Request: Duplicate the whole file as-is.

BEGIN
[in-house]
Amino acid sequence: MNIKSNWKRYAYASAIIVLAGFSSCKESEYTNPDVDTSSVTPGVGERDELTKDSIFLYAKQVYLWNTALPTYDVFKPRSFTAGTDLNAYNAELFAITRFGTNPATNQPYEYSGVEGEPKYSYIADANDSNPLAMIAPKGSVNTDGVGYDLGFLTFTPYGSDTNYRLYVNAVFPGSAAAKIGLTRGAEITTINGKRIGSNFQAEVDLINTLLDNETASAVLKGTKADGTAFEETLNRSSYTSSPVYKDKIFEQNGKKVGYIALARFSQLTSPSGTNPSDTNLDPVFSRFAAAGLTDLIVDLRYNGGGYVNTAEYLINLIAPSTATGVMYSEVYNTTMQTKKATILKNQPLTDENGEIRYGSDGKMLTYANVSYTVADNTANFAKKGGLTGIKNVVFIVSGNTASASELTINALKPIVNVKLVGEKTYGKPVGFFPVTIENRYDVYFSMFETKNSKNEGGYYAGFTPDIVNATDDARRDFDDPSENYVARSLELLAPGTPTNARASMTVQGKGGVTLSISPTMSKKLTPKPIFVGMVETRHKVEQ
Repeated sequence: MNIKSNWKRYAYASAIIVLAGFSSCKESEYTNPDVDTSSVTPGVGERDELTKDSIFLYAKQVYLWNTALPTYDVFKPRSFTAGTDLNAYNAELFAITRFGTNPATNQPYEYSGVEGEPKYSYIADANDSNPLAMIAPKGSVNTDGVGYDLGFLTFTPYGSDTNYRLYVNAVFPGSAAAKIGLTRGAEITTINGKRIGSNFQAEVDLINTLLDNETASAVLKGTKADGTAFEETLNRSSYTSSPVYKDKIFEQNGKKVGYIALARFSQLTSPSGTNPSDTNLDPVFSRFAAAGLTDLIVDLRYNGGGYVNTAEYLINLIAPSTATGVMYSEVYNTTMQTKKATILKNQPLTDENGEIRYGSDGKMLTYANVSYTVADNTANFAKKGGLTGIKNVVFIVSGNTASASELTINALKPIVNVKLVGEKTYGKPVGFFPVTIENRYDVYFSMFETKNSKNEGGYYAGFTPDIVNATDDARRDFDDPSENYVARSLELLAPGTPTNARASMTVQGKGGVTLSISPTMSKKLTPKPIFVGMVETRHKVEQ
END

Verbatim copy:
[in-house]
Amino acid sequence: MNIKSNWKRYAYASAIIVLAGFSSCKESEYTNPDVDTSSVTPGVGERDELTKDSIFLYAKQVYLWNTALPTYDVFKPRSFTAGTDLNAYNAELFAITRFGTNPATNQPYEYSGVEGEPKYSYIADANDSNPLAMIAPKGSVNTDGVGYDLGFLTFTPYGSDTNYRLYVNAVFPGSAAAKIGLTRGAEITTINGKRIGSNFQAEVDLINTLLDNETASAVLKGTKADGTAFEETLNRSSYTSSPVYKDKIFEQNGKKVGYIALARFSQLTSPSGTNPSDTNLDPVFSRFAAAGLTDLIVDLRYNGGGYVNTAEYLINLIAPSTATGVMYSEVYNTTMQTKKATILKNQPLTDENGEIRYGSDGKMLTYANVSYTVADNTANFAKKGGLTGIKNVVFIVSGNTASASELTINALKPIVNVKLVGEKTYGKPVGFFPVTIENRYDVYFSMFETKNSKNEGGYYAGFTPDIVNATDDARRDFDDPSENYVARSLELLAPGTPTNARASMTVQGKGGVTLSISPTMSKKLTPKPIFVGMVETRHKVEQ
Repeated sequence: MNIKSNWKRYAYASAIIVLAGFSSCKESEYTNPDVDTSSVTPGVGERDELTKDSIFLYAKQVYLWNTALPTYDVFKPRSFTAGTDLNAYNAELFAITRFGTNPATNQPYEYSGVEGEPKYSYIADANDSNPLAMIAPKGSVNTDGVGYDLGFLTFTPYGSDTNYRLYVNAVFPGSAAAKIGLTRGAEITTINGKRIGSNFQAEVDLINTLLDNETASAVLKGTKADGTAFEETLNRSSYTSSPVYKDKIFEQNGKKVGYIALARFSQLTSPSGTNPSDTNLDPVFSRFAAAGLTDLIVDLRYNGGGYVNTAEYLINLIAPSTATGVMYSEVYNTTMQTKKATILKNQPLTDENGEIRYGSDGKMLTYANVSYTVADNTANFAKKGGLTGIKNVVFIVSGNTASASELTINALKPIVNVKLVGEKTYGKPVGFFPVTIENRYDVYFSMFETKNSKNEGGYYAGFTPDIVNATDDARRDFDDPSENYVARSLELLAPGTPTNARASMTVQGKGGVTLSISPTMSKKLTPKPIFVGMVETRHKVEQ